The Mexican jazz community is in mourning after one of its most preeminent members passed away in Mexico City last Thursday.
Fortino Contreras González, a composer, pianist, drummer, trumpeter and vocalist known as Mexico’s father of modern jazz, died of a heart attack at home, his manager, Mónica Ramírez, told the Associated Press. He was 97.
“One of the greats is gone: Tino Contreras, a legend of jazz in Mexico who infected many generations of artists with joy and inspiration,” Culture Minister Alejandra Frausto wrote on Twitter. “With his creations, he played the notes of the world. With his music, he explained life itself.”
Born in Chihuahua city in 1924, Contreras moved to Ciudad Juárez at a young age and put together his first band – Los Cadetes del Swing – in the northern border city, located on the doorstep of a dynamic jazz scene in the United States. His younger brother, Efrén, a talented saxophonist, was one of the group’s members.
In the 1950s, Contreras moved to Mexico City and proceeded to “change the rules of the [jazz] game,” according to the newspaper El País.
“Modern jazz arrived with him,” said Carlos Icaza, a musician who collaborated with Contreras during the final 20 years of his life.
“[Jazz musicians] played with sheet music before that, but Tino told them that you have to feel jazz because he brought with him everything that was happening on the border,” he said.
Midway through the ’50s, Contreras founded the capital’s first jazz club, El Rigus, and began recording his own compositions.
In a long and prolific career, Contreras would go on to record more than 50 albums with scores of different musicians. He toured extensively around the world, sharing stages with such luminaries as pianist Dave Brubeck and saxophonist Cannonball Adderley. He also collaborated with legendary Mexican actor Germán Valdés, or Tin Tan, writing music for some of his films.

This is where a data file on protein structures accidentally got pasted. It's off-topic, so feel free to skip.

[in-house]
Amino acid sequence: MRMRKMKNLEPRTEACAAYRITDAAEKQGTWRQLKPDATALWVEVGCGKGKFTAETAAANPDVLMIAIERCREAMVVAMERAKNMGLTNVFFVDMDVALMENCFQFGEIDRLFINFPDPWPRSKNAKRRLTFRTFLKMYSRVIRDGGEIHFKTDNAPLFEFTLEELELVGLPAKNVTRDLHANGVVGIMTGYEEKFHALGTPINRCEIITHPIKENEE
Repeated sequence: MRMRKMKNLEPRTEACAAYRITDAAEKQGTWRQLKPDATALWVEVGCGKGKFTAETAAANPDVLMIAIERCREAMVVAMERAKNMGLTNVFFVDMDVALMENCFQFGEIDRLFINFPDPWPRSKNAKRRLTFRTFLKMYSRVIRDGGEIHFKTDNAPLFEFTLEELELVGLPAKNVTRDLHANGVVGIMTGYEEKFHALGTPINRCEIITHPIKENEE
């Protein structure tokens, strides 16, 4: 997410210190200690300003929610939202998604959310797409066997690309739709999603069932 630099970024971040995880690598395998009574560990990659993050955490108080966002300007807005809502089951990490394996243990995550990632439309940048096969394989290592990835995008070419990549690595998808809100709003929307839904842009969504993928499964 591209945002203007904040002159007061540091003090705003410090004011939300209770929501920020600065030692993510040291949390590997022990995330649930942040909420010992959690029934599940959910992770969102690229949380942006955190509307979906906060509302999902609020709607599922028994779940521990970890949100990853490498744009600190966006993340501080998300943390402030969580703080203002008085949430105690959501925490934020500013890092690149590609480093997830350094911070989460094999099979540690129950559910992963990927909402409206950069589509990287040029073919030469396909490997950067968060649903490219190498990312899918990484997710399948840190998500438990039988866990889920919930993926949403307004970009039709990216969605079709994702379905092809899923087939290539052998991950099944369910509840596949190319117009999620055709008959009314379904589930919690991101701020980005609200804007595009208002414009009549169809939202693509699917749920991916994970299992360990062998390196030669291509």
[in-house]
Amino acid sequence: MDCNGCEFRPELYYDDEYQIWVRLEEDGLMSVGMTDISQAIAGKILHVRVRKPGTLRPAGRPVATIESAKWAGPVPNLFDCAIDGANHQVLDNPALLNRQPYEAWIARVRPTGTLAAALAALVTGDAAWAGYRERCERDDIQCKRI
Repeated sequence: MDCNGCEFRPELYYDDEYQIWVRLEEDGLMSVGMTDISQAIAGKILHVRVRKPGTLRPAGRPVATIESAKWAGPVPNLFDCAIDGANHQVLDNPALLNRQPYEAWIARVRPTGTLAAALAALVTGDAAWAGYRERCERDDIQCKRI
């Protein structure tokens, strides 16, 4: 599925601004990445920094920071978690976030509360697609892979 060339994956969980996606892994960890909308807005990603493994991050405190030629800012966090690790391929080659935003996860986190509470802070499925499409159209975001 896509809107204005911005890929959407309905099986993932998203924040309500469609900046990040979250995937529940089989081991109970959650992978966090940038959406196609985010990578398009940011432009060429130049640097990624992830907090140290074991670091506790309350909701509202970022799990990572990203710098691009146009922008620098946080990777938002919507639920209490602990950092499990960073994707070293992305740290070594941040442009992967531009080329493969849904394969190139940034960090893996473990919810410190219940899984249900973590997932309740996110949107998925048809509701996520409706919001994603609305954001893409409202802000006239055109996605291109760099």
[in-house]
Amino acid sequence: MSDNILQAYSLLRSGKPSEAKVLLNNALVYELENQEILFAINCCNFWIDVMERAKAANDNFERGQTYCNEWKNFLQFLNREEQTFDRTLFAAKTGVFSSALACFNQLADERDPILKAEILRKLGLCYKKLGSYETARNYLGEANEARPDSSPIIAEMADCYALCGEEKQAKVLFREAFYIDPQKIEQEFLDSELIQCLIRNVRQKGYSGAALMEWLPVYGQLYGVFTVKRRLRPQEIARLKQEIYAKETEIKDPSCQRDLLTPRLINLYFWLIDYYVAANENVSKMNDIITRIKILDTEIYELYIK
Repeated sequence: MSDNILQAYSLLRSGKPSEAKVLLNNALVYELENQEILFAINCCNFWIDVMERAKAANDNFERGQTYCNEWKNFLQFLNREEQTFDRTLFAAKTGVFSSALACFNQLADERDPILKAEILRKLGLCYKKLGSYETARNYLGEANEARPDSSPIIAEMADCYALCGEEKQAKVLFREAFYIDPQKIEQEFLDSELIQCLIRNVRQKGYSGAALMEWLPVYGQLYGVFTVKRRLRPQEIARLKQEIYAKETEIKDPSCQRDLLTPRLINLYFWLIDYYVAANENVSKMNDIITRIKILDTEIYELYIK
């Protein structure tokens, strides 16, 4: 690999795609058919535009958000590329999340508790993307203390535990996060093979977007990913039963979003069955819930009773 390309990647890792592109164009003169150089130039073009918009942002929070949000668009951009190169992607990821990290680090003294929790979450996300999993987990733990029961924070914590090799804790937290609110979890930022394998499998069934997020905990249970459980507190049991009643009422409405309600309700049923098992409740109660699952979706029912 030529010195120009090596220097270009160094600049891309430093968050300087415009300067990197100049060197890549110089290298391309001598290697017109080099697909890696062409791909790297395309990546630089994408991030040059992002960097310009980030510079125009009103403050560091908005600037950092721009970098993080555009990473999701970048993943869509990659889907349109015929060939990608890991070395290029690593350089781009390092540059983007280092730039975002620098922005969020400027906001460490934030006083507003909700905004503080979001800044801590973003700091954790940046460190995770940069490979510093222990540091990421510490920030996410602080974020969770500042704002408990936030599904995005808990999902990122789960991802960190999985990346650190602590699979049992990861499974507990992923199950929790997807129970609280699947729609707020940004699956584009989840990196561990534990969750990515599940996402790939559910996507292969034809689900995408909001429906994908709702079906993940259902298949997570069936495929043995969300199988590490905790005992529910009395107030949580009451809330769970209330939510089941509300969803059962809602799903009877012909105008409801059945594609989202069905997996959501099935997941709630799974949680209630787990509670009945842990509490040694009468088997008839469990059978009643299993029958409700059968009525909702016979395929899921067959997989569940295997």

His best-known recorded work is perhaps Misa en Jazz, released in 1966, one of 59 albums he released.
While his music remained within the realm of modern jazz in Mexico, he wasn’t afraid to borrow elements of other genres to spice up his compositions and even experimented with pre-Hispanic Mexican instruments.
Yumaré, a 1980s album, featured percussion instruments from the Tarahumara region of his native state.
Contreras, the recipient of numerous awards, kept composing and performing right up until his death, always decked out in his trademark cap and shades.
In April this year he performed a set from the Casa Azul, the Frida Kahlo museum in Mexico City, that was streamed online to a global audience.
“Jazz music always moves not with time but ahead of time,” he told the Associated Press before the concert. “It leaves an impression. That’s what we’re leaving.”